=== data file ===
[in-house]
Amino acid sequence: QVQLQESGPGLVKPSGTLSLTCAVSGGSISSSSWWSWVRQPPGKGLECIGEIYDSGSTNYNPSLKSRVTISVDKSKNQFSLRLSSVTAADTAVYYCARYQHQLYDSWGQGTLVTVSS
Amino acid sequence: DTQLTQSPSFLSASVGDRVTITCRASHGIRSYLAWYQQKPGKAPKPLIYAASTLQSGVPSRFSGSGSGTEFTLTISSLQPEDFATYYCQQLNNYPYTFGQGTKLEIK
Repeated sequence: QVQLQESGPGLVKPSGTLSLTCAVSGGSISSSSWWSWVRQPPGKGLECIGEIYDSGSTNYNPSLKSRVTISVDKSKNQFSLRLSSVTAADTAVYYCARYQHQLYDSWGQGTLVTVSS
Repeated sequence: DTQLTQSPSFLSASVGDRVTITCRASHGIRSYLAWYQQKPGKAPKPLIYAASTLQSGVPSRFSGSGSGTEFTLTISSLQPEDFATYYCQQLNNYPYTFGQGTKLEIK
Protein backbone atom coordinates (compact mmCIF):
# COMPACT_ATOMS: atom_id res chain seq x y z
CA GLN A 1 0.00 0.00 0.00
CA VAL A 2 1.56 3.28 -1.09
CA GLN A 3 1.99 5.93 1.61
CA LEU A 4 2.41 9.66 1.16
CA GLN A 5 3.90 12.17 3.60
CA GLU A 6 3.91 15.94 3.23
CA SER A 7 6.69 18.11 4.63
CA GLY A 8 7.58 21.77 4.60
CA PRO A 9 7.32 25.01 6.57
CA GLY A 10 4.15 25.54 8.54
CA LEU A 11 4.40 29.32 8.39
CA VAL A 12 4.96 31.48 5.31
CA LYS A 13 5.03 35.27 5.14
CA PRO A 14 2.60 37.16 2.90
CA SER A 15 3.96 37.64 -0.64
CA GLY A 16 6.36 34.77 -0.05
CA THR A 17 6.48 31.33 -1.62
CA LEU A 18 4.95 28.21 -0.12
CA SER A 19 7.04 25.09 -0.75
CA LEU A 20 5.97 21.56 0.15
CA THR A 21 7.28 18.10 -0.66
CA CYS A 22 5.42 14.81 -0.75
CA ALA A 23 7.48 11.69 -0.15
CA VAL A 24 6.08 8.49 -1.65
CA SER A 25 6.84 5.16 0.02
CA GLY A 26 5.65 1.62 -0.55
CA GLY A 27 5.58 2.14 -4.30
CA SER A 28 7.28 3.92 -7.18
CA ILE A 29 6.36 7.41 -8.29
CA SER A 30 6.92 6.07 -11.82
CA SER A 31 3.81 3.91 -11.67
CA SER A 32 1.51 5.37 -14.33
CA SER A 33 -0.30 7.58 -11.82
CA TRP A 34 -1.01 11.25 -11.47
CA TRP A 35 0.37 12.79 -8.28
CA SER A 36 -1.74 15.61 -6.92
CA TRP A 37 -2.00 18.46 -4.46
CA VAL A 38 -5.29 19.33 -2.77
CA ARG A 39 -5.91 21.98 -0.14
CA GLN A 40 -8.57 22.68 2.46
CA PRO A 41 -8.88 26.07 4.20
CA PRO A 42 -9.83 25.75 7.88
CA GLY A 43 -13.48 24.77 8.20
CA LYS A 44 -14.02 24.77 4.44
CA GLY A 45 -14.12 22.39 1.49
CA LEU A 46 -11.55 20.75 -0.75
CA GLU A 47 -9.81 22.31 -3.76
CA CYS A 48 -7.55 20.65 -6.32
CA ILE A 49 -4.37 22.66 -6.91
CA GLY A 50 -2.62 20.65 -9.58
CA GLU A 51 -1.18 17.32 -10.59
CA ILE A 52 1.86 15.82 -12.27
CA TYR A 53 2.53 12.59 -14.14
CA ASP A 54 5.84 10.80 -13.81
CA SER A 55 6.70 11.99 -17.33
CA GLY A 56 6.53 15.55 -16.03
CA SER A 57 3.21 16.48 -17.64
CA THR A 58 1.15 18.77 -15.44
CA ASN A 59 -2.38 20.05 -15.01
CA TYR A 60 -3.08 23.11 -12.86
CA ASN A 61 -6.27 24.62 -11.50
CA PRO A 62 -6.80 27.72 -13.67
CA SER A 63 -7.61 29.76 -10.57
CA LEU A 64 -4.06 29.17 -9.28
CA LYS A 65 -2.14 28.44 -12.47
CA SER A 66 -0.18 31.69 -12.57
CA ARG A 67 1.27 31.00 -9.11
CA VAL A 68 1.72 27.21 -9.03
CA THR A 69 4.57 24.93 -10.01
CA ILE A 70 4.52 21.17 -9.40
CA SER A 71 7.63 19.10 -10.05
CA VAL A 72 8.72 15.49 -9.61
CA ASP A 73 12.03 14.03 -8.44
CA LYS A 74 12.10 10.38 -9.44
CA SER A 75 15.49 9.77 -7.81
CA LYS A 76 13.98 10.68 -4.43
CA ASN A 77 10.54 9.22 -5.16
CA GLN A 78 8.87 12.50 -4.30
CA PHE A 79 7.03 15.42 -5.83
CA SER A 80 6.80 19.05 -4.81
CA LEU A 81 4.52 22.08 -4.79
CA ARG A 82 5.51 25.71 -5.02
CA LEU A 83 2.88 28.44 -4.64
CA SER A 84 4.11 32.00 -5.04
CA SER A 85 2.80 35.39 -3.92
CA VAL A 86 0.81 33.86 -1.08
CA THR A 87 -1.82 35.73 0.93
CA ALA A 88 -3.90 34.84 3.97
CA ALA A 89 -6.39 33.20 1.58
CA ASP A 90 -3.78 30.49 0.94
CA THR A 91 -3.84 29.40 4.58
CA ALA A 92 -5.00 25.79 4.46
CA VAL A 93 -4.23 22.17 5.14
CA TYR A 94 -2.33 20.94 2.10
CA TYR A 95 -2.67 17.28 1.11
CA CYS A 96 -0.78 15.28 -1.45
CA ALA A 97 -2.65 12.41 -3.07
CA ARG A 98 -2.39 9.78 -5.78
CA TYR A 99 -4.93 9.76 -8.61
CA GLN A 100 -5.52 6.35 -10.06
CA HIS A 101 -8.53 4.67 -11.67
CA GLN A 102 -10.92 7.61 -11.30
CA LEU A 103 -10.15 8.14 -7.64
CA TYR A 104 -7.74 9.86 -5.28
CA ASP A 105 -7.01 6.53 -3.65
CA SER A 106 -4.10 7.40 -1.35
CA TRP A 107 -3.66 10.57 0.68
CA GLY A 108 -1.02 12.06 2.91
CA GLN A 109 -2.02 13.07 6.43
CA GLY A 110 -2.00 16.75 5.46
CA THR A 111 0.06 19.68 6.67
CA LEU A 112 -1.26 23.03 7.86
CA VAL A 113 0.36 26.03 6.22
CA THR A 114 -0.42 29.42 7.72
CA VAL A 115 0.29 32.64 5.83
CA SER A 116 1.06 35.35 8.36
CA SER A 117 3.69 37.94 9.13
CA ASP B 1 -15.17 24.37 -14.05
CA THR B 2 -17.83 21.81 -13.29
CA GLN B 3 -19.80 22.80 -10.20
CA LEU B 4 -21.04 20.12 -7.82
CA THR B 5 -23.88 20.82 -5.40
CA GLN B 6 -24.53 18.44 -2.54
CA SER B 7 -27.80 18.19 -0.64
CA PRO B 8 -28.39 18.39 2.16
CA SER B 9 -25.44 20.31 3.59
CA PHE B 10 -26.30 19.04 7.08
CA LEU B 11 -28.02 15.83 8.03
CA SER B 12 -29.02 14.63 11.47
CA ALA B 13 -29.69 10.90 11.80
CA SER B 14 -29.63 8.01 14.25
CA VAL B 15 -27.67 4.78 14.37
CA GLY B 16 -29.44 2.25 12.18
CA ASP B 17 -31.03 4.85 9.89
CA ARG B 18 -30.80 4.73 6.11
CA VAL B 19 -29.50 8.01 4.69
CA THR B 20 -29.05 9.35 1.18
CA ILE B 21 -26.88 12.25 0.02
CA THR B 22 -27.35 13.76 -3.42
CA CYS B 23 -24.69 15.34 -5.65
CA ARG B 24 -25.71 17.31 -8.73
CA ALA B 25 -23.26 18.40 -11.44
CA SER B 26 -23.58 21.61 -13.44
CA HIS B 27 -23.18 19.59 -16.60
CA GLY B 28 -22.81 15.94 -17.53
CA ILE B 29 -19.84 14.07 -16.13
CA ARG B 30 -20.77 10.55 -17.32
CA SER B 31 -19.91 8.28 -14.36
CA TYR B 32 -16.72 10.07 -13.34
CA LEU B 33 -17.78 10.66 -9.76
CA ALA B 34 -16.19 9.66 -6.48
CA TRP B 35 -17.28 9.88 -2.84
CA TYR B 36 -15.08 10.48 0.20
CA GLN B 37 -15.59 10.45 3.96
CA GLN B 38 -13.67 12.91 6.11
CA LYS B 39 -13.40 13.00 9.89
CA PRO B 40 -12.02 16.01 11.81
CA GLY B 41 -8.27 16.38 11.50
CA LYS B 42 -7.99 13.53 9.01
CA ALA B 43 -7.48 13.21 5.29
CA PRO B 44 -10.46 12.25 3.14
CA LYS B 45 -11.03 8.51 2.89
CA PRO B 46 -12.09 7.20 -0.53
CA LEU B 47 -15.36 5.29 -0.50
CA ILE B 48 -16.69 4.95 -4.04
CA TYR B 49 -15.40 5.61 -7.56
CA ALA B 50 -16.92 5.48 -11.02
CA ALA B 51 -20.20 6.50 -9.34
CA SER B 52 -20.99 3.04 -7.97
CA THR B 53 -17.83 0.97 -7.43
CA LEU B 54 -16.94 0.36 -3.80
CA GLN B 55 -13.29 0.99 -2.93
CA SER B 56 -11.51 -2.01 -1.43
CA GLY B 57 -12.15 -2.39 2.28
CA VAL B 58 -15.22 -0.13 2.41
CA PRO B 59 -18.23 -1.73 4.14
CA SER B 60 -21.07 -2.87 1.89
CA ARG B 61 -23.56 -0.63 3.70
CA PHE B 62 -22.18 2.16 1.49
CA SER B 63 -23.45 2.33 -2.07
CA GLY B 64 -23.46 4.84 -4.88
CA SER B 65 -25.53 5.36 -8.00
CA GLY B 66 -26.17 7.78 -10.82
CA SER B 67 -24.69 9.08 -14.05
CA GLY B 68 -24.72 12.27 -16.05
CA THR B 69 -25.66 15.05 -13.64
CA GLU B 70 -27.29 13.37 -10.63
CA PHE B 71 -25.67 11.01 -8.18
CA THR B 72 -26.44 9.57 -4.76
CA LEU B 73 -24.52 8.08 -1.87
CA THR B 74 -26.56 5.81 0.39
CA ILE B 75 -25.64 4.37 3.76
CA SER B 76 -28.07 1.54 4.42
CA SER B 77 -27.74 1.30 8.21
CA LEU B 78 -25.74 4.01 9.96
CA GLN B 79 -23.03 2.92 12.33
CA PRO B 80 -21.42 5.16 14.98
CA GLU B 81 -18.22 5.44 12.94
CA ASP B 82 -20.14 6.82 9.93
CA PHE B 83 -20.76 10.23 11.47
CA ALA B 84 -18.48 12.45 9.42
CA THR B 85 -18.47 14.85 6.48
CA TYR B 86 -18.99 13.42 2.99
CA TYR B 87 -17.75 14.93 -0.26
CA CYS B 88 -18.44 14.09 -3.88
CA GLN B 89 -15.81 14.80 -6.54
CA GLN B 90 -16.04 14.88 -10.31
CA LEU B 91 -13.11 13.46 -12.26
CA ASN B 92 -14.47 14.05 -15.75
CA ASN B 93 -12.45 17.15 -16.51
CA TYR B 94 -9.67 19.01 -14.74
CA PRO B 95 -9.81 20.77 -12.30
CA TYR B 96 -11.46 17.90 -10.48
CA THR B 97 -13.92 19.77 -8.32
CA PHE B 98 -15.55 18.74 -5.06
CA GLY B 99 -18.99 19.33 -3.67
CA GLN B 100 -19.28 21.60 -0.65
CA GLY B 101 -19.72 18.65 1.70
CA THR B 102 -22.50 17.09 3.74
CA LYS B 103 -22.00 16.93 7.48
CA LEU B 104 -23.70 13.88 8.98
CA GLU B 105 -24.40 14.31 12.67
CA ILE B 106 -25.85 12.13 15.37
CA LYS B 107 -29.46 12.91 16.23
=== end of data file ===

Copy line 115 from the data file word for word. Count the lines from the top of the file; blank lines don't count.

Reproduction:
CA GLY A 108 -1.02 12.06 2.91